Viewer’s Guide

The story of Shanti Bhavan and its children is hard to encapsulate, even in a work as ambitious as Daughters of Destiny. Condensing 20 years into four hours is tricky! In our experience, viewers often have questions after, and that’s what this Viewer’s Guide is for. We’ve listened to the questions that have been asked, and tried to anticipate those that haven’t, and provided you with the best answers possible. If you find after reading what’s here that you want even more information, check out Glamour’s 2017 interview with Ajit George, Director of Operations; it’s one of the best pieces about the work and history of Shanti Bhavan.

Also, feel free to share any of this information with friends and family!

Again, thank you for your interest in Shanti Bhavan and its children! We’re incredibly proud to share Daughters of Destiny with you, and we hope you enjoy it!

Where Are They Now?

Karthika is now a lawyer in Delhi. Her success is a result of her upbringing at Shanti Bhavan, along with perseverance, dedication, and access to opportunities most children of her background never have. She has moved her family out of the quarry and to a better home, and continues to work towards improving their lives, as well as the lives of others.

Since the Daughters of Destiny release, Manjula has completed college and is a registered nurse working in the Obstetrics Department at St. John’s Medical College and Hospital in Bangalore. Since the COVID-19 crisis emerged, she and her team have been crucial to the hospital’s operation. Manjula’s family, including her mother and sister, are doing great. They have had a recent addition to their family—Manjula’s second niece was born in 2019!

In the coming years, Manjula would like to return to school and pursue her Master’s degree in Obstetrics.The birth of a newborn never ceases to amaze Manjula, she says, despite the numerous times she has now seen it. “To know that I play an integral part in both the lives of the mother and the baby makes me happy. Handling a newborn from as small as 500 grams [1.1 lbs.], and their struggle to live through all odds, gives me the strength to work every day. I wish to pursue my studies in this subject because I know that every child born deserves the right to be born healthy.”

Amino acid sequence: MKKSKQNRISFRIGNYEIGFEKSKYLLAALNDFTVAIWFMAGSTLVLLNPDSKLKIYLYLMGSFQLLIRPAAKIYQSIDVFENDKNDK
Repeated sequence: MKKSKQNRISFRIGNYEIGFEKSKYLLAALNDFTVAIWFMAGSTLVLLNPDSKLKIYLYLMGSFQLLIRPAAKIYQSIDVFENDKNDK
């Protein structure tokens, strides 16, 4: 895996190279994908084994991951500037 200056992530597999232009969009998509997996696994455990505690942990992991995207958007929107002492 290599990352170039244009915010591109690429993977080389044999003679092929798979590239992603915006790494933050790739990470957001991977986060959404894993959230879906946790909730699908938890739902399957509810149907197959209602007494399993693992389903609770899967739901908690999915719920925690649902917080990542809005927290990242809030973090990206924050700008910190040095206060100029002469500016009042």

Since the filming of Daughters of Destiny, Preetha has continued to grow as a confident young woman. The passing of her father from alcohol-related complications proved difficult, but also motivated her to develop a better relationship with her mother and brother.

After Daughters of Destiny, Preetha lived abroad in Germany for a time, where she pursued her passion for music. She recently returned to Bangalore, and continues to follow her dreams.

Thenmozhi, now in 12th grade, continues to navigate between Shanti Bhavan and home, with the hope that someday she’ll be able to improve her family’s life. Instead of Veterinary Science, Thenmozhi has decided to pursue Computer Science (she still loves animals though!). Her favorite subjects are Math and Computer Science, both of which she excels at. She’s also a great soccer midfielder, and plays on the senior girl’s team at Shanti Bhavan. Thenmozhi’s mother remains at the same job. Her older sister, 25, has joined her mother at work. Her brother, 15, is studying at a local government school. Both of her siblings speak a little bit of English now, which Thenmozhi taught them.

Since Daughters of Destiny first aired, Shilpa received a Master of Science degree in Psychological Counseling, and a Master of Philosophy degree in Child and Adolescent Psychology. She has now been accepted into the PhD program in Clinical Psychology at Hofstra University, Long Island, New York, starting Fall 2020. Her memoir, The Elephant Chaser’s Daughter, published in 2017, is a first-hand account of her struggle traversing the two contrasting worlds she lives in—one of poverty and the other of higher education. She is committed to serving children and families struggling with psychological difficulties, and works toward making mental healthcare accessible to underserved communities in India.


Shanti Bhavan is a nonprofit residential school in Tamil Nadu, India, providing free, high-quality education to the region’s poorest children. The school is comprised of a central academic building, multipurpose spaces for assembly and performances, separate dormitories for boys and girls of different ages, a playground for the younger children, a basketball court, an athletic field, a farm where much of the school’s food is grown, and residences for permanent staff and volunteers.

Shanti Bhavan’s current boarding school is located in Tamil Nadu, 1.5 hours southeast of Bangalore.

Shanti Bhavan is a non-religious 501(c)(3) non-profit organization founded in 1997 by professor, entrepreneur, and author Dr. Abraham George.

No other program offers world class education, intensive intervention, or continual support while still being completely free of charge. Our focus is achieving results through top-level education, long-term mentoring, and professional guidance.